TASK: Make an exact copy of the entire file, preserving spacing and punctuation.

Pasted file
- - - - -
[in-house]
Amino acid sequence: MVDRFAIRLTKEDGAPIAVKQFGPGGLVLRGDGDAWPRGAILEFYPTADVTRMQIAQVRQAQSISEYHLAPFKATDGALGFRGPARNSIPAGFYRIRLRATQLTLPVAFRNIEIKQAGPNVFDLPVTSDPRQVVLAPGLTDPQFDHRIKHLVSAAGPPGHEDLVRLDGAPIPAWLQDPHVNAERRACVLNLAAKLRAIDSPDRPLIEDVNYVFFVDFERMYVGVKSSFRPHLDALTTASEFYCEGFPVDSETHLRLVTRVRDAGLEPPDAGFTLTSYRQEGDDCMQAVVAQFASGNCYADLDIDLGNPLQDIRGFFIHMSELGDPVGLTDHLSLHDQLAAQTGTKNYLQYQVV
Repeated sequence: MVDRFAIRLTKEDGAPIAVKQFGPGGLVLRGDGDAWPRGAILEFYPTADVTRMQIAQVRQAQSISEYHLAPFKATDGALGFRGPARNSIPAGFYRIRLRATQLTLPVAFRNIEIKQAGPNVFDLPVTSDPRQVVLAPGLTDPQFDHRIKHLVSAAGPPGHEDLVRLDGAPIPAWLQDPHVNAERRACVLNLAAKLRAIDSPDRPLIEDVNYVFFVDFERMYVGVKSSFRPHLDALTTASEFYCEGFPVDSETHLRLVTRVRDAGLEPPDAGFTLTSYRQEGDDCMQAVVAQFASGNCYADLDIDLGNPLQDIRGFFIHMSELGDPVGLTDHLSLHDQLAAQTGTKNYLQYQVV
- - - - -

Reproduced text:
[in-house]
Amino acid sequence: MVDRFAIRLTKEDGAPIAVKQFGPGGLVLRGDGDAWPRGAILEFYPTADVTRMQIAQVRQAQSISEYHLAPFKATDGALGFRGPARNSIPAGFYRIRLRATQLTLPVAFRNIEIKQAGPNVFDLPVTSDPRQVVLAPGLTDPQFDHRIKHLVSAAGPPGHEDLVRLDGAPIPAWLQDPHVNAERRACVLNLAAKLRAIDSPDRPLIEDVNYVFFVDFERMYVGVKSSFRPHLDALTTASEFYCEGFPVDSETHLRLVTRVRDAGLEPPDAGFTLTSYRQEGDDCMQAVVAQFASGNCYADLDIDLGNPLQDIRGFFIHMSELGDPVGLTDHLSLHDQLAAQTGTKNYLQYQVV
Repeated sequence: MVDRFAIRLTKEDGAPIAVKQFGPGGLVLRGDGDAWPRGAILEFYPTADVTRMQIAQVRQAQSISEYHLAPFKATDGALGFRGPARNSIPAGFYRIRLRATQLTLPVAFRNIEIKQAGPNVFDLPVTSDPRQVVLAPGLTDPQFDHRIKHLVSAAGPPGHEDLVRLDGAPIPAWLQDPHVNAERRACVLNLAAKLRAIDSPDRPLIEDVNYVFFVDFERMYVGVKSSFRPHLDALTTASEFYCEGFPVDSETHLRLVTRVRDAGLEPPDAGFTLTSYRQEGDDCMQAVVAQFASGNCYADLDIDLGNPLQDIRGFFIHMSELGDPVGLTDHLSLHDQLAAQTGTKNYLQYQVV